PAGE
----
“I got pulled over a year ago… Three cops get out guns drawn. Not pointed at me. [I was] sitting there driving a Lexus, nice car, He was like, ‘Is this your car?’ I said, ‘Yep’.

‘Can you afford this car?’ ‘I said yes sir I can’ – with an attitude.

“It’s the way people say things. And that’s what triggers African-American people because we’re all the same. We don’t need the underlying smug remarks.”

Wallace is not the only black driver in motor sport to speak out. Lewis Hamilton has said that he is “completely overcome with rage” at the disregard shown to “those of us who are black, brown or in between”. He has called on those within Formula 1 to make their voices heard and further spread the message against racism.

Since then, multiple F1 drivers and his Mercedes team have made statements in support of protests in the United States and around the world.

Wallace also pointed out that he believed that peaceful protesters had every right to make their voices heard, and called out those who have exploited the situation to loot stores and businesses.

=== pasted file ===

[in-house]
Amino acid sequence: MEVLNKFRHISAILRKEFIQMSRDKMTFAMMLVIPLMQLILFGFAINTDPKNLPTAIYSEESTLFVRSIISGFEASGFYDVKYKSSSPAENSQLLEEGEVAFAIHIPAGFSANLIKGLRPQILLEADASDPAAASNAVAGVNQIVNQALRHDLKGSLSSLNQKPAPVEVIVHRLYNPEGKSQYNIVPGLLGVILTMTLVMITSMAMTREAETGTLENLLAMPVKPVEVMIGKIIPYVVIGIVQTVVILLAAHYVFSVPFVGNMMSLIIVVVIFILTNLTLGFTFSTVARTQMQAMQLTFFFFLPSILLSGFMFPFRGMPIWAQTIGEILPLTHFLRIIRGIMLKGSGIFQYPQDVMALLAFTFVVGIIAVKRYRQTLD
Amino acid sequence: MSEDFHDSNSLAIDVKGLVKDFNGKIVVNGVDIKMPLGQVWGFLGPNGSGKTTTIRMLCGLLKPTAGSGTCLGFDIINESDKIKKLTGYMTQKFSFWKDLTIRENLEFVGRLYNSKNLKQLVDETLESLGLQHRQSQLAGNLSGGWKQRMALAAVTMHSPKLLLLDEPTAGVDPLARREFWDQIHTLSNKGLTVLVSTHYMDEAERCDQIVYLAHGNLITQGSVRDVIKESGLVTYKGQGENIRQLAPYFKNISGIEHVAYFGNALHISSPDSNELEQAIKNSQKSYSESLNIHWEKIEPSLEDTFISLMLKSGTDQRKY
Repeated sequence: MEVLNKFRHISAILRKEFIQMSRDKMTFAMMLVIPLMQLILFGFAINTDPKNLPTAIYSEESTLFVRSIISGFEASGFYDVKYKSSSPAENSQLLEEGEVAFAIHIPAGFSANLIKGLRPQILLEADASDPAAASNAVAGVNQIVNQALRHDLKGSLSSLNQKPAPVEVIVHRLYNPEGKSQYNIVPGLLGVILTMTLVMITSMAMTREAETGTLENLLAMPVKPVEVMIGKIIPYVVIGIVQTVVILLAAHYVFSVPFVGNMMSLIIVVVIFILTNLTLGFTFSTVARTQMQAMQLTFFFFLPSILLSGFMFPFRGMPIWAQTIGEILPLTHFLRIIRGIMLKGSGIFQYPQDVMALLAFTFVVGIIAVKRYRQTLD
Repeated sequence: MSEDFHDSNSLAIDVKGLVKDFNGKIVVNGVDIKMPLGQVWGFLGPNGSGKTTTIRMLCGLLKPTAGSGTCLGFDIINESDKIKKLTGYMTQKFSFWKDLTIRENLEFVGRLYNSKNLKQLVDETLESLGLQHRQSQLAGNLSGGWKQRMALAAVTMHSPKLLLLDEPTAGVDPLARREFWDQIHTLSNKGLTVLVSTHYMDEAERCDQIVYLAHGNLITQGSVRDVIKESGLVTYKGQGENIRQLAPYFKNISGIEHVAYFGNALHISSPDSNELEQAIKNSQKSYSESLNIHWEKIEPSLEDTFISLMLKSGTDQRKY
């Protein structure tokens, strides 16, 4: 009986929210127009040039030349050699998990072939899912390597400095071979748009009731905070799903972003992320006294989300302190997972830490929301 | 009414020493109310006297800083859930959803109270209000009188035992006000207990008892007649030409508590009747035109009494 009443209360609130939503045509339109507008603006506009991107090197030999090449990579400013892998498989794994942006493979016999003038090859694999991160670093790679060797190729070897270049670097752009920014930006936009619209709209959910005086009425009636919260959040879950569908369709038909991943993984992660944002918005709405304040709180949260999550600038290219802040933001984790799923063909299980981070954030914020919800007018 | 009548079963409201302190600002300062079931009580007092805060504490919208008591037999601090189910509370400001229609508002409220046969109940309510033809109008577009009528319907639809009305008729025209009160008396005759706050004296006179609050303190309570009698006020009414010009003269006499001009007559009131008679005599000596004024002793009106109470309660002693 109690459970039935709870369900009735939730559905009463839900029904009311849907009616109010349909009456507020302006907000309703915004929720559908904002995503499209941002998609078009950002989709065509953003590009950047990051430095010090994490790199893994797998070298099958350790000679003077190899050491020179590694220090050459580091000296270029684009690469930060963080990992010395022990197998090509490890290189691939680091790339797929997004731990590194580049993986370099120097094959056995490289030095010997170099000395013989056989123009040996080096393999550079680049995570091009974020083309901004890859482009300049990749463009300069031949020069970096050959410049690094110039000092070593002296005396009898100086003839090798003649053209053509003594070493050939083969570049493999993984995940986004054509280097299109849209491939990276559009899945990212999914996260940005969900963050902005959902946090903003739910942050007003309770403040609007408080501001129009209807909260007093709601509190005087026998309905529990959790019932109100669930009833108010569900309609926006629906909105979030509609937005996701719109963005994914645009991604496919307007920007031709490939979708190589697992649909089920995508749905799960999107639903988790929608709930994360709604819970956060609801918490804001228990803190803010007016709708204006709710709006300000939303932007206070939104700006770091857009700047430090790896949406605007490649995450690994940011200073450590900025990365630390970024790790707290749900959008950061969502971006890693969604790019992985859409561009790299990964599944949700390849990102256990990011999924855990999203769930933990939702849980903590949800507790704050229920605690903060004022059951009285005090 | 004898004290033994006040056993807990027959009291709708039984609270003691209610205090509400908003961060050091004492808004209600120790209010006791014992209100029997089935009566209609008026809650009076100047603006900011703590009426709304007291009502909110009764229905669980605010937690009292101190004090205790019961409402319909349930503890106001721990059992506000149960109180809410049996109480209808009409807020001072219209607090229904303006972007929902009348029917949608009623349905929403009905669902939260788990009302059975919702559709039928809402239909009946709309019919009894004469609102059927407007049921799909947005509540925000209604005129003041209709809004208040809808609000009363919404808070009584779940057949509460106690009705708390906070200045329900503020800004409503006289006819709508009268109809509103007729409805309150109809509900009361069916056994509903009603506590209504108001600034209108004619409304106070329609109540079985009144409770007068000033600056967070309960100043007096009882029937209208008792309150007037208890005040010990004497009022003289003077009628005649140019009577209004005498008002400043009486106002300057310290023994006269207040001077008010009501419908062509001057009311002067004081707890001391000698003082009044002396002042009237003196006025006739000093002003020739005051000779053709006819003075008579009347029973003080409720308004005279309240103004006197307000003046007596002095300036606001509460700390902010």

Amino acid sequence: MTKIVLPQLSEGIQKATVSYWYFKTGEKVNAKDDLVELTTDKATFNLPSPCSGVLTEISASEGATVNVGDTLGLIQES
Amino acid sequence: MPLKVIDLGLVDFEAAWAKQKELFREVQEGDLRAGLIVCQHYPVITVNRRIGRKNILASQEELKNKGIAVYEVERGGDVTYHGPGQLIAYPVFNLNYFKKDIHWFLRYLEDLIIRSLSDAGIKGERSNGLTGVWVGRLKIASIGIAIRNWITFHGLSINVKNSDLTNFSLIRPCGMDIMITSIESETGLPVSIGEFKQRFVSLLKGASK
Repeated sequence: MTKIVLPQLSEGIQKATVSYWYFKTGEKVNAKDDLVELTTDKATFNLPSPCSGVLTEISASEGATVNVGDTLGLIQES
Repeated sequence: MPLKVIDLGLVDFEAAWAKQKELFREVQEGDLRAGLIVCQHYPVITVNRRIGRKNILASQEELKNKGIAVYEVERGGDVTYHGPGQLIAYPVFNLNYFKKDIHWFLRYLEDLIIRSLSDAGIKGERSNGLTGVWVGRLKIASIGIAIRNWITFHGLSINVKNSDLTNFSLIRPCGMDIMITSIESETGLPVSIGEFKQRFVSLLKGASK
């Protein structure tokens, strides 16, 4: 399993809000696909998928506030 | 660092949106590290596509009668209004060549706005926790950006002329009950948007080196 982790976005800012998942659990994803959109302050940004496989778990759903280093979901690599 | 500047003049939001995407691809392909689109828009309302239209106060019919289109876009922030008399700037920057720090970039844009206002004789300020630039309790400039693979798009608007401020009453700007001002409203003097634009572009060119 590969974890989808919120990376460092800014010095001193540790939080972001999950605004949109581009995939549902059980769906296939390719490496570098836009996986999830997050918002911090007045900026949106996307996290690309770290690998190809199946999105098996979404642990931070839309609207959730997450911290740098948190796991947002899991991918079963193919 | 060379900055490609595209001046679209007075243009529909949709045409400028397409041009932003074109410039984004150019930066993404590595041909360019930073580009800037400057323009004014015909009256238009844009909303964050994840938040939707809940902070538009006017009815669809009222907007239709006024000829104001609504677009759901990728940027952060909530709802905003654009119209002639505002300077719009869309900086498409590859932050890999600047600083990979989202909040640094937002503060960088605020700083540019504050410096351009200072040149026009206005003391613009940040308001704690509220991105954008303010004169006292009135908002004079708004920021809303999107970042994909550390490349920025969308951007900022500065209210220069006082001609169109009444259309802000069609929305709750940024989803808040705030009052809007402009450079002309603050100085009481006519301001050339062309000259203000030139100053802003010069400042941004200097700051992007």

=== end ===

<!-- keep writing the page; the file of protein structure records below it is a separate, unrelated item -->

“I don’t believe that the violent riots and looting are the way to go,” Wallace explained.

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“I think that’s just like a cop-out for people to go get what they want without paying for it. But I do understand the anger, the frustration, the pain that the African-American community is going through.

“What really sparked me to be vocal, I don’t know if you’ve seen the Ahmaud Arbery video, I was sitting right here and was playing Call of Duty actually, and my cousin had posted to his Instagram and I clicked on it and could see it was another African American kid being killed. And I saw the video and I stopped playing, I sat up here until about 1:30am rewatching that video over and over again.

“My heart was broken. I was so mad at how that went down and just hearing it. Hearing the gunshots, I can replay it in my head. It was so sad to see that. That changed me on how vocal I need to be on things.”

Dillon added that he felt it was important to learn and speak out about the struggles and said discussions with Wallace had been eye-opening to him on the protests.

“If we don’t speak up on the things that matter and use what we’ve been given through our talents in racing to try to make a change in the world and to love other people, it doesn’t matter to us, it’ll all be for nought,” Dillon said.

“I never knew those stories that have happened to you, and it comes as a complete and utter shock that a cop can look and think of you that way. To me, that just seems strange.

“I know that that’s the pain I’m seeing on TV. That’s the hurt I’m seeing in so many people. Things need to change and it’s time for us to speak out and use platforms that we have.”

Wallace remains as the only African American driver racing full-time in NASCAR’s top three divisions, driving the No43 for Richard Petty Motorsports.